Panning for gold is a lot like mentoring.
It is not always easy. Panning for gold works like this. First, you put a double handful of sand in a heavy-gauge steel shallow pan and dip it in the water, filling it half full. You gently move the pan back and forth and let small amounts of yellow sand wash over the side.
The objective is to let the black sand sink to the bottom of the gold pan. But impatience or strong-arming the way the pan is shaken means the black sand escapes over the side along with the yellow sand. Once only black sand is left in the pan, you are rewarded with flecks of gold. The gold resides among the black sand.
Mentoring can be like panning for gold among the sand. Insight is generally not lying on top ready to be found and polished. If it were easy pickings, the help of a mentor would be unnecessary. It lies beneath the obvious and ordinary. It is lodged in the dark sands of irrational beliefs, myths, fears, prejudices and biases. It lurks under untested hunches, ill-prepared starts and unfortunate mistakes.
Helping the protege extract insight takes patience and persistence. It cannot be rushed or strong-armed with the force of the mentor. It must be discovered by the protege with the mentor’s guidance.
As mentor, you are in charge of getting the protege to properly shake the pan. You help the protege learn to recognize the treasures of insight and understanding and not be seduced by “fool’s gold” — achieved by rote and temporarily retained only “until the exam is over.” The way you help the protege handle the dark sand is central to the acquisition of wisdom. That is the essence of mentoring with a partnership philosophy.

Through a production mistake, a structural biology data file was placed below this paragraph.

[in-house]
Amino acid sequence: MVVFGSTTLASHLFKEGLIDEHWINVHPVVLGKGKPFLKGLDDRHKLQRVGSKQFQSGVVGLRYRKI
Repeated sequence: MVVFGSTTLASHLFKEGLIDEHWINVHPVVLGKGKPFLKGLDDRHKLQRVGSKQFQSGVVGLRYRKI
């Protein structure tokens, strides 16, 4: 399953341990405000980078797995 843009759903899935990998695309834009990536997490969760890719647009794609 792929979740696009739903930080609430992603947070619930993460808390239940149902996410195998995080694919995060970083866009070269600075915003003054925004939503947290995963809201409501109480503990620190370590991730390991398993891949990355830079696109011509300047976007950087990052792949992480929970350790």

The concept of a mentor has had a checkered path in the world of work. The typical mental image has been that of a seasoned corporate sage conversing with a naive young recruit. The conversation would have been laced with informal rules, closely guarded secrets, and “I remember back in ’77 …” stories of daredevil heroics and too-close-to-call tactics. Work-based mentoring has had an almost heady, academic sound, reserved for workers in white collars whose fathers advised, “Get to know ol’ Charlie.”
In recent years the term mentor became connected less with privilege and more with affirmative action. An organization viewed as a part of its responsibility enabling minority employees through a mentor to expedite their route through glass ceilings, beyond old-boy networks and the private winks formerly reserved for WASP males. Such mentoring sponsors sometimes salved the consciences of those who bravely talked goodness but became squeamish if expected to spearhead courageous acts. These mentoring programs sounded contemporary, and some were of great service; many were just lip service.
But when the package is unwrapped and the politically correct is scraped away, what’s left? A mentor is defined in the dictionary as “a wise, trusted adviser … a teacher or coach.” Such a simple definition communicates a plain-vanilla context. Mentoring is that part of a leader’s role that has learning as its primary outcome. Bottom line, a mentor is simply someone who helps someone else learn something that would have otherwise been learned less well, more slowly or not at all. Notice the power-free nature of this definition; mentors are not power figures.
The traditional use of the word “mentor” denotes a person outside one’s usual chain of command — from the junior’s point of view, someone who “can help me understand the informal system and offer guidance on how to be successful in this crazy organization.”
Good leaders do a lot of things in the organizations they inhabit. They communicate a clear vision and articulate a precise direction. They provide performance feedback, inspire and encourage, and, when necessary, discipline. They also mentor. Once more, mentoring is that part of a leader’s role that has growth as its primary outcome.